Are you in M****, Texas? Sounds like my old school. I heard about an alternative, and opted for that this past fall. I have never regretted it, not for one minute.
However, most of my former classmates toughed it out (some transferred to other traditional schools) and maybe half of our original class are graduating this week.
Here's what we did (I did succeed those first three semesters!):
1) As much as possible, become a cohesive group and help each other. Schedule time to meet outside of class and discuss the topics you are covering. Be prepared to look stuff up in your books and notes, so that everybody gets a good clear shot at the info, and you don't learn something wrong because you accepted somebody's word for it without checking it.
2) Use your syllabus--and study questions if you've got them--and develop and outline of the information. Divide it up and have it be "due" a week before your exams--some of your classmates aren't going to get theirs done. You'll have to make up the slack, and you'll have to decide whether you are going to let them have the info the others worked hard to produce.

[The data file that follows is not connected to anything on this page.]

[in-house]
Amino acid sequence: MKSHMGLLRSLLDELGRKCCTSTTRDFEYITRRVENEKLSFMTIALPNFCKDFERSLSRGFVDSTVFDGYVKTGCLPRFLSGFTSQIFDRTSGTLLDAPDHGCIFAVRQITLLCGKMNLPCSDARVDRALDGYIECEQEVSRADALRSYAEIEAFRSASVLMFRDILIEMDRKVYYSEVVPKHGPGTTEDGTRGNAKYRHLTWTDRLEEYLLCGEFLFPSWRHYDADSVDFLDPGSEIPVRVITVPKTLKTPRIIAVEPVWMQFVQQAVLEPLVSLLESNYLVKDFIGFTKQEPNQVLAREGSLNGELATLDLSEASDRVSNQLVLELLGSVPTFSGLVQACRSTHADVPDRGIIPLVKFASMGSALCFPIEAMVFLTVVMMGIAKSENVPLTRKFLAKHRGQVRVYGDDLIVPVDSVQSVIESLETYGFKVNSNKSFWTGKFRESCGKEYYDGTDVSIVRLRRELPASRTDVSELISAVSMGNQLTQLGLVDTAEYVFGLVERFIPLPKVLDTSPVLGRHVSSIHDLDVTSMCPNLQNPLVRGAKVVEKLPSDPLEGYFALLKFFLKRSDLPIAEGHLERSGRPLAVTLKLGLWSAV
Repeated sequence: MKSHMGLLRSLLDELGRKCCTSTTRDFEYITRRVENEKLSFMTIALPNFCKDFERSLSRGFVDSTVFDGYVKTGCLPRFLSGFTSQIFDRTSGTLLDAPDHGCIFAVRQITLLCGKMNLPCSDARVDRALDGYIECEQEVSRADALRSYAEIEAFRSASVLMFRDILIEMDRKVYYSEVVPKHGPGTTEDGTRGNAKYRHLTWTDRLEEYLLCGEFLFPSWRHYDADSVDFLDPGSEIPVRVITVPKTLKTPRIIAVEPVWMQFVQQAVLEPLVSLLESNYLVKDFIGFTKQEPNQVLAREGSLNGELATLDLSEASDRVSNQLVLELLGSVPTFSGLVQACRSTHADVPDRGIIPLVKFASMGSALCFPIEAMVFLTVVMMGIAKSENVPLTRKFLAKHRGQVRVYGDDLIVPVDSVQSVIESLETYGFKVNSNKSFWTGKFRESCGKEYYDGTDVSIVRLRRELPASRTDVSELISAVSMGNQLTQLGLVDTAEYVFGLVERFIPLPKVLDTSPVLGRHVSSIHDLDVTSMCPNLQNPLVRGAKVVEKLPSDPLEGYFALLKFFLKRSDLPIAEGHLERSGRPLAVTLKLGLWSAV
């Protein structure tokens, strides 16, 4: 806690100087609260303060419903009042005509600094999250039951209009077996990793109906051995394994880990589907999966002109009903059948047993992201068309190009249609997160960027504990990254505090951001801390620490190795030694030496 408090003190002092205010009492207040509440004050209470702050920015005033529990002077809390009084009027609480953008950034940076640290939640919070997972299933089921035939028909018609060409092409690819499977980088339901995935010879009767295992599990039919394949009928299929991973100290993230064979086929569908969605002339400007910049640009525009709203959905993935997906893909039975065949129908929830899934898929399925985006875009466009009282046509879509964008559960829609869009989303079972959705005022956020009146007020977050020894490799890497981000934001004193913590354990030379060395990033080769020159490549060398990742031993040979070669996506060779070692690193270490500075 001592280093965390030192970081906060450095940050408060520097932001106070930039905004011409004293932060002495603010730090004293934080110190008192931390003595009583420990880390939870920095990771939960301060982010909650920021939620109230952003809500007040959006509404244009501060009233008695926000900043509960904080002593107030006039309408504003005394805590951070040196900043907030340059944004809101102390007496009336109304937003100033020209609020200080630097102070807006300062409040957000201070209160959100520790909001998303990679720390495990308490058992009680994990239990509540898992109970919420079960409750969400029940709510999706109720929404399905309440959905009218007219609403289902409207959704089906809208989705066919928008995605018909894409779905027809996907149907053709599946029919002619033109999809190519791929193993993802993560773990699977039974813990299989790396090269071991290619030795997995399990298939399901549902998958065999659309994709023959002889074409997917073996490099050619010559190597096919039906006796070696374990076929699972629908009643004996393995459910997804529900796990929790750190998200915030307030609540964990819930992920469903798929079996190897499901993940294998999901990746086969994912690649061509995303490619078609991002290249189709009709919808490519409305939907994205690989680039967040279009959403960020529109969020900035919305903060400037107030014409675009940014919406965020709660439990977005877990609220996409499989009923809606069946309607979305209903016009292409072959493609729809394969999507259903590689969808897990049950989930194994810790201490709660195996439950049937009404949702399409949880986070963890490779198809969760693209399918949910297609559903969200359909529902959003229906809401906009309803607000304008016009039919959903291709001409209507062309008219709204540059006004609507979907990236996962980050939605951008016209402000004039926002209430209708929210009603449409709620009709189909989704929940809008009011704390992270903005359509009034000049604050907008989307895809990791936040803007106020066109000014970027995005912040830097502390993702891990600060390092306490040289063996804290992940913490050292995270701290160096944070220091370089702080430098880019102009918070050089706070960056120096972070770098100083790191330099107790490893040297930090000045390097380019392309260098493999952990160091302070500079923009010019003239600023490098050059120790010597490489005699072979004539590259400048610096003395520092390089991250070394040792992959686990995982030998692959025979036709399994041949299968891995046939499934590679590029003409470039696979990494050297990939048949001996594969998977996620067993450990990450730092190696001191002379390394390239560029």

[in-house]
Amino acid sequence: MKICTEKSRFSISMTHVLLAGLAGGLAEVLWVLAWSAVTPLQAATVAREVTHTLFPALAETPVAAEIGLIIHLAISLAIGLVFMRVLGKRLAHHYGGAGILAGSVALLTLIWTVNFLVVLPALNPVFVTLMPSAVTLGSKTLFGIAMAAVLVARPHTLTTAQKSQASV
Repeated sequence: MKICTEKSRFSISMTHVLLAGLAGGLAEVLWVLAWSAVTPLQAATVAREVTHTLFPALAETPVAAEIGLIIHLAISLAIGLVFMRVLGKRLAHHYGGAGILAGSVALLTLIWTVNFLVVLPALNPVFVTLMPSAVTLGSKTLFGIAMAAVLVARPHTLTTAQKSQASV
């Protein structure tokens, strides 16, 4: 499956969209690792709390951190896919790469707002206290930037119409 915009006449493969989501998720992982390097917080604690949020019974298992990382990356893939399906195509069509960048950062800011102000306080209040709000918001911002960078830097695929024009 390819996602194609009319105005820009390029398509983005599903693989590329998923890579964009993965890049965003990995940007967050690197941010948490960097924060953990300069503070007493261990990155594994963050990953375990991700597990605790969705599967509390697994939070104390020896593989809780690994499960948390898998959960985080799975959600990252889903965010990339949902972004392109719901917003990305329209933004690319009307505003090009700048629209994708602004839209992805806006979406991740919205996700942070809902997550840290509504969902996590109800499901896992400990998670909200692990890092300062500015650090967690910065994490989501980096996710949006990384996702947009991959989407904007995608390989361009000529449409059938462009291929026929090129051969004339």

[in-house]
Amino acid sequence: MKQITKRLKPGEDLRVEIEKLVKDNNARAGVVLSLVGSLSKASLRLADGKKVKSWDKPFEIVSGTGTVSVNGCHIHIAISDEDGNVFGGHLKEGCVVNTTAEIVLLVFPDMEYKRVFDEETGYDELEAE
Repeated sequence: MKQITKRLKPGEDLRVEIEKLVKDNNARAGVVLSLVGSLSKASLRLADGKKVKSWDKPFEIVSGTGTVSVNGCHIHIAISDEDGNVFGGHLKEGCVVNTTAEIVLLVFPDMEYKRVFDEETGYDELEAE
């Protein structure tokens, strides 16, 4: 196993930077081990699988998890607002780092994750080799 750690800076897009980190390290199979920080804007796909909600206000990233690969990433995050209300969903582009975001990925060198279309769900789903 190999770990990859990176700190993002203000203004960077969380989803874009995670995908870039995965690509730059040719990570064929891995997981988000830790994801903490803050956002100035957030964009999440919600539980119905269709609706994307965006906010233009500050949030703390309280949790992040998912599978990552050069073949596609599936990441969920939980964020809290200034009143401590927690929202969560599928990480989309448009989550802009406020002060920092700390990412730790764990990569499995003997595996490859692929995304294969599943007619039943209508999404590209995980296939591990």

3) We developed a Yahoo group website for notes and info to be posted on. That got a lot of flack from the administrator, who suspected we were using it to cheat. (I'm not sure how that was thought to work! But it was an interesting in vivo example of paranoia in action.) Eventually our system broke down, but before it did, it helped a lot of people get enough of a grasp on the basics that they survived those early classes and made it to the later semesters. Some people graduating next week were openly grateful for the help they got from the notes on that yahoo group. (It made putting up with the administrator almost worth it!)
Good luck. I probably made it sound awful. I didn't mean to, necessarily--when people say it's not easy, they don't always mean it's because the material is complicated. Set your eyes and your heart on your goal (graduating) and focus on today. Don't cut class, do take notes. Share what you have learned with others, it cements it into your own head.
Almost forgot! Nursing questions are different from exam items in other courses. Be sure, for example that if the question asks for what would be done in the evaluation phase, you select THAT answer, even if it's not a very good evaluation technique. Sometimes there will be great assessment and great intervention choices, and only a mediocre evaluation choice. If you pick one of the "great" choices, your answer will be wrong, even if it was a better action.
This is probably a lot more than you are looking for, but I hope some of it is helpful.
I wish I had known about allnurses (and the Yahoo groups!) when I was a student.
Good luck!!! And let us know how it goes! And don't stop asking questions!